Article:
14.06.15. WeBS Count

14.06.15. WeBS Count

14.06.15. feamle Marsh Harrier, No.4 tank, Frodsham Marsh. Heather Wilde

It was a cold and murky morning for the WeBS, but the birds didn’t disappoint.
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We headed to No.6 tank and the mitigation area on No.3 tank via Lordship Lane where hundreds of Swifts were feeding mixed in with good numbers of House Martin and a handful of Swallow.  There was a fine jet of water spraying out of the grass and covering the road on the approach to the fork in the road just before No.6 which was a bit odd. We couldn’t quite work out where it was coming from, but it was coming out with quite some force (car windows up job).
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14.06.15. singing Skylark, No.6 tank, Frodsham Marsh. Heather Wilde
All along Lordship Lane we could hear Blackcap, Sedge Warbler, Whitethroat, Chiffchaff, Reed Warbler and Reed Bunting.  Small flocks of Goldfinch and Linnet were flitting from tree to tree and Magpies were looking on rather snooterly.
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14.06.15. Black-tailed Godwits and Ruff, No.6 tank, Frodsham Marsh. Heather Wilde (1)
A female Marsh Harrier was perched in a tree in the far distance across No.4 tank, but it gave a great opportunity to zoom in with the scope and study her properly.  There was also a flyby on No.4 tank from a male and female Cuckoo (is this quite late or not). A Dunnock in the gloom took a bit of ID-ing and I’d be too embarrassed to mention some of the IDs we came up with before a glimmer of sunlight revealed him! A Kestrel was seen heading back towards Frodsham Hill carrying prey, and then shortly after heading back out to the score to hunt again. We saw this repeated several times throughout the morning.
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14.06.15.  Chiffchaff, Frodsham Marsh
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The Splashing Pool held Tufties, Coot families and a Little Grebe, and 2 Jays flew across the pool and landed in one of the shrubs.
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No.3 tank was very quiet with just a few Shelduck, Canada Geese and Coot, but it also held 5 Dunlin, 8 Black-tailed Godwit and a very busy Meadow Pipit.
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No.6 tank held the treasures of the day. There were a flock of over 100 Black-tailed Godwit happily feeding until the male Marsh Harrier did the slowest, closest flyby we’ve ever seen. I think we could have reached out and touched him – way too close for the big lens anyway. Well, all hell broke loose as everything took to the sky. The Godwits scattered and it was then that we could see a stranger flying with them. They resettled in 2 groups, with one bird dropping back down in between them; a stunning Ruff in full summer plumage.
14.06.15.  female Gadwall and ducklings, Frodsham Marsh
Highlight of the day. He was splendid. The photos are just record shots as he was way out across the tank in the gloom, but absolutely stunning through the scope. I’m afraid everyone walking past was made to look at him.  4 Avocet were feeding on the far side of No.6 tank and wildfowl included 2 Pochard, 4 Teal and 3 Wigeon. 3 Ringed Plover were feeding in the middle of No.6 and a Little Grebe was on the main body of water.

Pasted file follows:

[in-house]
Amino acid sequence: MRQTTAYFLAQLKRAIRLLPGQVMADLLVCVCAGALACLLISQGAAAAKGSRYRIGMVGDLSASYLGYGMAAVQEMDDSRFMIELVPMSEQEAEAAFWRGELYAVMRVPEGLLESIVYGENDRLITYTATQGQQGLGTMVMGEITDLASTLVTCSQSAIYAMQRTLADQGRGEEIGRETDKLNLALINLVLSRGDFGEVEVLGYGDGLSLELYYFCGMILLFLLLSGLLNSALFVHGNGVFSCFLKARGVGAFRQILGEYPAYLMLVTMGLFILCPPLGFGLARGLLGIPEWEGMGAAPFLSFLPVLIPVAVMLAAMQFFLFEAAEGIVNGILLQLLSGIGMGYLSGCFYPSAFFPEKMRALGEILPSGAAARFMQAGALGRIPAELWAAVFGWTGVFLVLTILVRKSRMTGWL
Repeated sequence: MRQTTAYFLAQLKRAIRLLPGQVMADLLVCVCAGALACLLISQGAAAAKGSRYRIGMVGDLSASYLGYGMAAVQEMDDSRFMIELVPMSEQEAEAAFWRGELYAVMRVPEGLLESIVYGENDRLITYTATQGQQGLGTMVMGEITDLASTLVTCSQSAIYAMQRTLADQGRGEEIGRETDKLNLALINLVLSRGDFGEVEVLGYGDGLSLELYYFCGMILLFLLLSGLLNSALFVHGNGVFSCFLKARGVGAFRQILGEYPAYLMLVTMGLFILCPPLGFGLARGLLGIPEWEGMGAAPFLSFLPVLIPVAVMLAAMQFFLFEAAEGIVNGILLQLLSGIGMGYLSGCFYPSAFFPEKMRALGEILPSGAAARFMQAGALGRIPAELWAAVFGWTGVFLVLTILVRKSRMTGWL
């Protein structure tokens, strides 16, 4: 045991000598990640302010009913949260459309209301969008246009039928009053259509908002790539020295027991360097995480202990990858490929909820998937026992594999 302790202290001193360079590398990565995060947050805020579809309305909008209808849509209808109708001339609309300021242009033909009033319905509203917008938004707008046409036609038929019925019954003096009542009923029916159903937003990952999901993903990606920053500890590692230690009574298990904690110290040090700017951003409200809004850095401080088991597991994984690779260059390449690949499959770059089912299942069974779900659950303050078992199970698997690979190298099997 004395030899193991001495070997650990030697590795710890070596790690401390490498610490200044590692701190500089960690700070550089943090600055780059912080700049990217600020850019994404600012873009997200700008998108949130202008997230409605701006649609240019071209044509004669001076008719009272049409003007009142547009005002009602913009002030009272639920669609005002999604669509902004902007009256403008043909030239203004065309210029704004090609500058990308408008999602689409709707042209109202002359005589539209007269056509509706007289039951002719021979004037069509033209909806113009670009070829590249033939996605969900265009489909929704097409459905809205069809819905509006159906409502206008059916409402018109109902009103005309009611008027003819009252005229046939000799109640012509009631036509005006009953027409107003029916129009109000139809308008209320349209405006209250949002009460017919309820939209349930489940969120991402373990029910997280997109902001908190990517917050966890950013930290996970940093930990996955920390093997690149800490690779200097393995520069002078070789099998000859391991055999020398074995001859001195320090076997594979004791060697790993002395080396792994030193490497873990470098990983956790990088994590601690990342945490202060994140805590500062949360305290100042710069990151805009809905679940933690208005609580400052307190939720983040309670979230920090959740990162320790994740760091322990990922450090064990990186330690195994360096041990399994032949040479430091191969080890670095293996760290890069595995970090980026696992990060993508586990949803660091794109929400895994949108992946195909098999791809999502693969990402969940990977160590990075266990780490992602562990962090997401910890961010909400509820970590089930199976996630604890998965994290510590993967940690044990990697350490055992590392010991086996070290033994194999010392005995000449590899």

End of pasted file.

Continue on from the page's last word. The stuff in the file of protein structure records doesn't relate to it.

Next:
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Not a bad morning at all.
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Elsewhere across the marsh: 1 female Marsh Harrier
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 Observers: Heather (images 1-3), Nigel & Findlay Wilde.
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14.06.15.  Bar-tailed Godwit, No.3 tank, Frodsham Marsh
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Also note on the mitigation of No.3 tank was a Bar-tailed Godwit with 20 Black-tailed Godwit and the black ruffed Ruff.
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14.06.15.  male Ruff, No.3 tank, Frodsham Marsh
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The 2 Black Swan were on the Weaver estuary with 38 Mute Swan, 8 Great Crested Grebe and a drake Pochard with the Tufted Duck. One Avocet and a Little Ringed Plover were on the Weaver Bend. In the area were also a singing Willow Warbler, 3 Greenfinch and a Mistle Thrush.
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Observer: Alyn Chambers (images 4-7).

Adventures in biological recording – June (Part 1)

Tigerlily blue

My adventures in biological recording for this month have so far included going on a Invertebrate recording event with Cheshire Active Naturalists, seeing my first Water Vole and a touch of Bat Surveying!

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Cheshire Active Naturalists are a group of professional and amateur naturalists that provide training (only £30 a year!) in a variety of natural sciences to members, the great thing about this group is having the opportunity to learn new skills in a relaxed environment with people who are extremely knowledgeable about what they are teaching and not forgetting that the yearly membership fee is very good value for money for the scope and amount of courses on offer. So far since joining I’ve had the opportunity to attend courses on conducting Phase One habitat surveys and using the extremely useful but difficult to get your teeth into book – “The Vegetative Key to the British Flora”.

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